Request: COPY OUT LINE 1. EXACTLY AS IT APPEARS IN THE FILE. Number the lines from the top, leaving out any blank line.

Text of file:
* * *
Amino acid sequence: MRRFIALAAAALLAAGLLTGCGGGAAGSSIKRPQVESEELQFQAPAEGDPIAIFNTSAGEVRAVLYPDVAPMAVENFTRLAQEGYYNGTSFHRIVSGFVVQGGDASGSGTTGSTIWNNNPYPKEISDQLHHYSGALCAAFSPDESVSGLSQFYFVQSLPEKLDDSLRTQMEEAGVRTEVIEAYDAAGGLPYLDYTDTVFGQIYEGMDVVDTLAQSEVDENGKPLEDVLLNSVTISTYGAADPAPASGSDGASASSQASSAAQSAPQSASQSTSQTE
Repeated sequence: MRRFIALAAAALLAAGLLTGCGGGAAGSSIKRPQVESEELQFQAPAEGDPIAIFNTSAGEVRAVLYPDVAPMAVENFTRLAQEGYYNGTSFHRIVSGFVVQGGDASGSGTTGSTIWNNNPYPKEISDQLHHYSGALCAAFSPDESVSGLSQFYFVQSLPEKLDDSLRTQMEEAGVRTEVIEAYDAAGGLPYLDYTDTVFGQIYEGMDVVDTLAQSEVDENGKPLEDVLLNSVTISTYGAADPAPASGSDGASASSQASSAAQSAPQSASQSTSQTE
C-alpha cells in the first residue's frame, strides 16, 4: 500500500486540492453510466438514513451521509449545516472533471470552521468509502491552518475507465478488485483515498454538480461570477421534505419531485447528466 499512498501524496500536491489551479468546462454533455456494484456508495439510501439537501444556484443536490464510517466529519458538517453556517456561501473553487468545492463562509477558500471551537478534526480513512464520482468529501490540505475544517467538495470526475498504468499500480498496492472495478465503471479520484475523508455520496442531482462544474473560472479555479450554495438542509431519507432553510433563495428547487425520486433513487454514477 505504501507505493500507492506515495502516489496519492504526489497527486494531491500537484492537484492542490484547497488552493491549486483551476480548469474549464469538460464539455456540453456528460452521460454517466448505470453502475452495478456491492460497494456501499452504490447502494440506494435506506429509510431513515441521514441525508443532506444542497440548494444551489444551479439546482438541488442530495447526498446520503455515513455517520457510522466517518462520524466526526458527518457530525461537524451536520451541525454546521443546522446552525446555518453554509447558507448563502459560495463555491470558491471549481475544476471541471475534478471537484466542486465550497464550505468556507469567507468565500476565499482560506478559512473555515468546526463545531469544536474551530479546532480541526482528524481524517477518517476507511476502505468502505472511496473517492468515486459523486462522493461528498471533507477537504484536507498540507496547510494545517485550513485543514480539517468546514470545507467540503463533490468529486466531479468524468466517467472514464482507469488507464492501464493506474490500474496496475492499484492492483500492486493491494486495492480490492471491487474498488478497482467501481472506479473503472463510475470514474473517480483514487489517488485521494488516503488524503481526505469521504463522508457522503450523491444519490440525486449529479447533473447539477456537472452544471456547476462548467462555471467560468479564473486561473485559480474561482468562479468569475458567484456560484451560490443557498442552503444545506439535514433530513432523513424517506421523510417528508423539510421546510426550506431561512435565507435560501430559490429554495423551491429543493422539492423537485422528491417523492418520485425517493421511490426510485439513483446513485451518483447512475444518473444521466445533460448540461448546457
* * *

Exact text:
Amino acid sequence: MRRFIALAAAALLAAGLLTGCGGGAAGSSIKRPQVESEELQFQAPAEGDPIAIFNTSAGEVRAVLYPDVAPMAVENFTRLAQEGYYNGTSFHRIVSGFVVQGGDASGSGTTGSTIWNNNPYPKEISDQLHHYSGALCAAFSPDESVSGLSQFYFVQSLPEKLDDSLRTQMEEAGVRTEVIEAYDAAGGLPYLDYTDTVFGQIYEGMDVVDTLAQSEVDENGKPLEDVLLNSVTISTYGAADPAPASGSDGASASSQASSAAQSAPQSASQSTSQTE